The Daily Caller

The Daily Caller
A portrait of the Snapchat logo in Ventura, California December 21, 2013. REUTERS/Eric Thayer A portrait of the Snapchat logo in Ventura, California December 21, 2013. REUTERS/Eric Thayer  

‘SnapChat’ Lands Users In Hospital

Taking a “SnapChat” could land you in the hospital. But this isn’t the quick photo you snap with your smartphone; this is a dangerous pill that is causing users to act aggressively or with hysteria.

Colored blue and pink and stamped with the SnapChat logo, the amphetamine pill is an ecstasy-based drug used as a stimulant. Last weekend, four people were hospitalized after taking only half a tablet in Darwin, Northern Territory, Australia.

Drug and Organised Crime Division Superintendent Clint Sims told NT News there have been even more cases over the past couple weeks.

“Police received a number of reports last night of people behaving in an erratic and irrational manner,” Sims said. “These people appeared to become aggressive and disoriented after ingesting the drug and were taken to Royal Darwin Hospital.”

Several sources are saying no one should be taking the drug because the side effects are so dangerous and out of control.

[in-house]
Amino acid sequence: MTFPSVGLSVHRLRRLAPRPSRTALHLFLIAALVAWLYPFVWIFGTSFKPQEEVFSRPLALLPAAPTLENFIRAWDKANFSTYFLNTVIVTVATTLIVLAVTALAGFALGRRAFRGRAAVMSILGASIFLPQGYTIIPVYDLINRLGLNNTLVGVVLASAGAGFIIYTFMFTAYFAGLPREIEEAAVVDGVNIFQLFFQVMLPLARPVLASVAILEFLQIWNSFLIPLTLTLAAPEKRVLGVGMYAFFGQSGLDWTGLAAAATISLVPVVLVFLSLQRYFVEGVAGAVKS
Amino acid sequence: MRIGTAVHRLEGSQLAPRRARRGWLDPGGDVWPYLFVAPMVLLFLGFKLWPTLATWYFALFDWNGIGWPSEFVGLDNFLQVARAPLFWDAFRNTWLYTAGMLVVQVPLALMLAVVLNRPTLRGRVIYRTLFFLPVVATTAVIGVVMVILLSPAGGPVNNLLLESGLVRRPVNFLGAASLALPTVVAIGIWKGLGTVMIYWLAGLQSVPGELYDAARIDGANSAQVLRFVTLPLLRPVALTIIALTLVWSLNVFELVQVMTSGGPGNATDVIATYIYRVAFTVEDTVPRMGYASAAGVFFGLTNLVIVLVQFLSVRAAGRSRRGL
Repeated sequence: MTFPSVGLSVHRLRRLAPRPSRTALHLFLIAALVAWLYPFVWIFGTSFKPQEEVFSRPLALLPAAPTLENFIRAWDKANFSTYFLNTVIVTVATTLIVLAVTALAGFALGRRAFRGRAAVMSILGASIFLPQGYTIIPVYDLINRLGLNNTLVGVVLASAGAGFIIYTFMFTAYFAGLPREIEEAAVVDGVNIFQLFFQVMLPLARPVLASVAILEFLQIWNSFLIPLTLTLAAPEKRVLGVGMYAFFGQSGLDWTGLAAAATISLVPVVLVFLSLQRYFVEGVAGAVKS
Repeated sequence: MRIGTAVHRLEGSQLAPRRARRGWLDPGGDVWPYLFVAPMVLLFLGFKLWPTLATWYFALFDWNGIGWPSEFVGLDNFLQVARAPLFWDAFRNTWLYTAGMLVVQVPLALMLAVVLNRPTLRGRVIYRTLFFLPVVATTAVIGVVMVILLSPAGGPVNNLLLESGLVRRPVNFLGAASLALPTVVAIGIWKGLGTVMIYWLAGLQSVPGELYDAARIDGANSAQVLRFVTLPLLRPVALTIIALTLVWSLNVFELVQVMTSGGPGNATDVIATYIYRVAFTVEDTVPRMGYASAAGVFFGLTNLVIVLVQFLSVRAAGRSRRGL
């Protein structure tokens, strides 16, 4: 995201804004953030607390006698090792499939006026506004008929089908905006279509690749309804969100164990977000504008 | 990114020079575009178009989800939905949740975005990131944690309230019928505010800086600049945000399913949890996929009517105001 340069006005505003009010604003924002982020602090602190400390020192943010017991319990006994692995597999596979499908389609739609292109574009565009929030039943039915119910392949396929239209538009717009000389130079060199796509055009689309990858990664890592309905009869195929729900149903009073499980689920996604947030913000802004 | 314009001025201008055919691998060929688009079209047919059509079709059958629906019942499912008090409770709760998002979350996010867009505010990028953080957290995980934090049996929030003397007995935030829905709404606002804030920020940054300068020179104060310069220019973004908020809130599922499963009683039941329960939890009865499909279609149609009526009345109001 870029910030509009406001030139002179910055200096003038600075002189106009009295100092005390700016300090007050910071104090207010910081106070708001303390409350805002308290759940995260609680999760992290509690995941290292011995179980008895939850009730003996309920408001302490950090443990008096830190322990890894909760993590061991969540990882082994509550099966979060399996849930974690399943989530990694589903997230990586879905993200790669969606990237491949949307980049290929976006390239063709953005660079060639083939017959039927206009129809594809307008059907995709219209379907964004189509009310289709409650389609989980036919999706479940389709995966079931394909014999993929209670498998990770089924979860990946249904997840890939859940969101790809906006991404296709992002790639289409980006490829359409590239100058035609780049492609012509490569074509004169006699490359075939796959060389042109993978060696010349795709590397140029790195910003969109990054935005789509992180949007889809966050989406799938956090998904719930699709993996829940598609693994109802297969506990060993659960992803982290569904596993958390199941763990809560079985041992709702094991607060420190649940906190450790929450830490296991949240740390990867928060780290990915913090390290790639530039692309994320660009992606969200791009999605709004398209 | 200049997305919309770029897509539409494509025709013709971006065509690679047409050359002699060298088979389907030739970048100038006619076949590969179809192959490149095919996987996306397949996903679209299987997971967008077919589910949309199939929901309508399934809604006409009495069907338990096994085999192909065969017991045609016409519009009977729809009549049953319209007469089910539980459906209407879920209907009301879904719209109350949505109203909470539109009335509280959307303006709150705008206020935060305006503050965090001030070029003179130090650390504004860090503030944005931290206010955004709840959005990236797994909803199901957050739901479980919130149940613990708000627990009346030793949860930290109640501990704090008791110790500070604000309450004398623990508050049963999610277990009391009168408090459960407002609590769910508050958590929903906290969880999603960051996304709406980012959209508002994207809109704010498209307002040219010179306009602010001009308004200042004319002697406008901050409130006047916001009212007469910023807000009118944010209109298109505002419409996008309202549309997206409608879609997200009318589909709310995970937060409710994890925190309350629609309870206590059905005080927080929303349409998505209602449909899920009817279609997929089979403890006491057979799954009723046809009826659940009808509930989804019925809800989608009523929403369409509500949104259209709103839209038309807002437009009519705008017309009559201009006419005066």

“Not something to mess around with,” an unnamed man told NT News. “Just watched four mates … almost die after taking a half. They are in hospital. If you take it you will die.”

Northern Territory Chief Medical Officer Steven Skov told Australia’s ABC News, “We know that with these types of drugs there is a potential to have a heart attack, to have something called malignant hyperthermia where you essentially cook your brain. Please do not take this drug.”

Police say the drug contains the same ingredients as bath salts, according to CNET. Bath salts are also known as designer drugs, or psychoactive drugs, which cause chemicals to enter the central nervous system and affect mood and behavior.

Australian police are very worried there will be more hospitalizations this coming weekend, since it is the Queen’s Birthday Weekend.

Young people “are very aggressive while on this drug, and it’s also a danger to themselves,” Skov said.

Follow Kate on Twitter.